Photo: Jokha Alharthi with translator Marilyn Booth. Photograph: Andy Rain/EPA
Sometimes the summits of mountains may be reached, yet their presence still be beyond the chasms of deep-rooted valleys. In these valleys, the challenges for why we climb live and lurk.
Just over a week ago, I sat mesmerised in the front row of an event to congratulate and witness the words of this years ‘Man Booker’ prize, Dr Jokha Alharthi, the first Omani woman to receive her storytelling translated into the English Language. She also holds a PhD in Arab literature.
Alongside Jokha on the panel was Professor Marilyn Booth, the translator of 'Celestial Bodies', and Dr Elif Shafak, the most read woman novelist in Turkey and whose writing has created a worldwide phenomenon of speaking stories with power and potency that otherwise would remain crestfallen in silence.
The evening was monumental. I felt the magnitude of what it meant for two women from the Muslim past and present to be illuminated through their art. Jokha and Elif are story-creators. During their conversation, they reminisced how their stories are sometimes reduced to their identity. It is as if somehow their stories had to belong to their lives, but their stories transcended who they are; their stories are not of their own but are the passages of creativity and imagination that journey for their voices to explore, and travel, and seek, and find. Their books, which I rejoice reading often during the midnight hours of the moon, are their vision of existence, of lives that their hearts did not beat for or their footsteps leave prints in. Jokha and Elif gifted their stories to us in a world that we could enter and share and perceive and reflect on.
These moments peaked with inspiration and aspiration.
Then, the mountains collapsed, and the darkness of a wounded earth empty and hollow appeared.
Elif Shafak, in the last few days, has received numerous threats and abusive messages; twisting the beauty of language into a weapon of words. She is now being investigated by the Turkish government for her fiction that through creating voices, destroyed silences of untold narratives of women and children who have experienced sexual violence. Her accusation is based on the merging of her stories to be her actions; that speaking of violence is equated to perpetuating violence. Elif's books have become objects of remembrance; they are symbols of suffering, and physical reminders of the weight of a stories burden when it is lived not told. Her stories resurrect the lives of the marginalised, so that they have a place in a story`–Elif gave space to silencing.
And, now, in the reports that have come to light in the last few days, Elif faces her own battle to be silenced.
The juxtaposition between the mountains and the valleys beneath them are now stark amid the eclipse of stories and silencing.
In one week, the historical seminal translation of an Arab woman's story and an investigation into the fictional narratives of an award-winning Turkish woman's story-telling is a painful fall. Those of us who are in silence return to the graveyard of dusty relics, the artefacts of a story not yet told, and knowing that the soil that our mountains are made from is our destiny.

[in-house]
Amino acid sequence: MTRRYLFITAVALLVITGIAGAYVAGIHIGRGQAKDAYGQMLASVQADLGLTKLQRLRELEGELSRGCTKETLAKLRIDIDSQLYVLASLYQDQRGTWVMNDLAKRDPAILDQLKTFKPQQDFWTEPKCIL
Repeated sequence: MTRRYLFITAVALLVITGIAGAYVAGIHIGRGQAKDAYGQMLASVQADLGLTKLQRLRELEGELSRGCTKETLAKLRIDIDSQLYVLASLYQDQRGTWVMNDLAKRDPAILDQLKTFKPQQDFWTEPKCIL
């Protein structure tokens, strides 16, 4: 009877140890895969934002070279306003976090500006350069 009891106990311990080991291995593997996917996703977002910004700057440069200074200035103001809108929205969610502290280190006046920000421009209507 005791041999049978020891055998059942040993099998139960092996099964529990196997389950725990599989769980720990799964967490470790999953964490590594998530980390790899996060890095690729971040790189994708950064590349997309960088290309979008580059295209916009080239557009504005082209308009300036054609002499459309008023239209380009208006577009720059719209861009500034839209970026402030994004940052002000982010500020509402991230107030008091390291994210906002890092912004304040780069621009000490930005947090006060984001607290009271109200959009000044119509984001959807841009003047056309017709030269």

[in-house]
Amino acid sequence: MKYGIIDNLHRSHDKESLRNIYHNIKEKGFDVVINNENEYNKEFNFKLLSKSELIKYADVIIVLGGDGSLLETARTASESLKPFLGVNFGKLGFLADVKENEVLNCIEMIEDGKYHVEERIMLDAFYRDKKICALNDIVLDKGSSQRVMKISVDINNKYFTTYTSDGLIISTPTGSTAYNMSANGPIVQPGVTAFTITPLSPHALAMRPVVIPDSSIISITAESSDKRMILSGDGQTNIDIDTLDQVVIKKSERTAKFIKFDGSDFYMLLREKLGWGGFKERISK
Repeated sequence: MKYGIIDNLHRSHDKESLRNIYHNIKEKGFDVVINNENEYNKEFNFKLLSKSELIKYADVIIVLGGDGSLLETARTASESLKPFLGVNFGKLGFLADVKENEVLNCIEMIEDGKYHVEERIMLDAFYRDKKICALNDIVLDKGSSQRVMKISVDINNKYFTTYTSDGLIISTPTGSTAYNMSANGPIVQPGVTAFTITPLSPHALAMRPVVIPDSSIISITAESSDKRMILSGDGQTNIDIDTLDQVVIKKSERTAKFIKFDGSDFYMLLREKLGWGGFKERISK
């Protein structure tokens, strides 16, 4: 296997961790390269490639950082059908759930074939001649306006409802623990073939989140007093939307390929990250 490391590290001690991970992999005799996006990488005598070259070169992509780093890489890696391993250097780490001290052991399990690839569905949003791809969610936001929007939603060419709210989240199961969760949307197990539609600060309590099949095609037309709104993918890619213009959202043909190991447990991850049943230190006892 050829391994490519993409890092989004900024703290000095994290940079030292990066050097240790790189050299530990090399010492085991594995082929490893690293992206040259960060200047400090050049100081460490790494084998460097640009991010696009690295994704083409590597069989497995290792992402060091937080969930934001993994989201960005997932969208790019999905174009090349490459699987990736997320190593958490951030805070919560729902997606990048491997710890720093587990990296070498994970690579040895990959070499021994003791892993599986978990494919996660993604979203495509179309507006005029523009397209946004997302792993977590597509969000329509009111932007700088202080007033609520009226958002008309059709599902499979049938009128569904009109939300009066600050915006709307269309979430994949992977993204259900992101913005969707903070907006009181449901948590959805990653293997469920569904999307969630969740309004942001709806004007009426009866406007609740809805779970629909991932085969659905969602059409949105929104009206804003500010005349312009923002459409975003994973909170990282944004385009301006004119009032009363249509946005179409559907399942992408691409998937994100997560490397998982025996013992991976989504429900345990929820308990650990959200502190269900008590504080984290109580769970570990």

Jokha and Elif became who they are through their story-telling. They had transcended their silencing of a language, and their silencing of a story.
Yet, the Man Booker prize and a panel of acclaimed academics and story-tellers was not the summit, but a plateau for respite. I breathed the air that the stories were told in. And, as the rise of a new mountain appears, I know that for those of us working to speak, write, and listen to stories of suffering, silencing is the strategy that will be used to bury our words.
As we continue to climb, the path defined by women writers who braved exile and marginalisation and the fight for freedom to be their own story is clear.
Storytelling, it is the only way through silence.
Ayesha is a lecturer in Medical Ethics and Law at St George's University of London, and Honorary Lecturer at IGH where she co-leads a module on Conflict, Health, and Humanitarianism. Her areas of specialisation are in culture, mental health, and trauma, focusing on humanitarian responses to gender based violence in conflict working in Afghanistan, Pakistan, South Africa and the Middle East. She is currently a co-researcher on a UCL funded project on 'Investigating trauma therapeutic interventions using traditional story-telling in Afghanistan' and a consultant on a gender-based violence prevention project based in Mumbai, India. She also provides Expert Witness reports on refugee and asylum seeker immigration cases.
Lillian Noeli, founder of Sauti Dada Africa, takes a look at how COVID-19 has impacted the lives of women and girls living in the Pokot community in the Eastern part of Baringo County, Kenya
Kusum Wagle explores how the US Global Gag Rule has affected women's health in Nepal and considers the role of government, international donor agencies, NGOs and INGOs play in mitigating its impact.
Peter Baker, Director of Global Action on Men's Health, discusses how Covid-19 has laid bare the poor state of men's health and why the pandemic may provide a significant opportunity for policy development on men's health.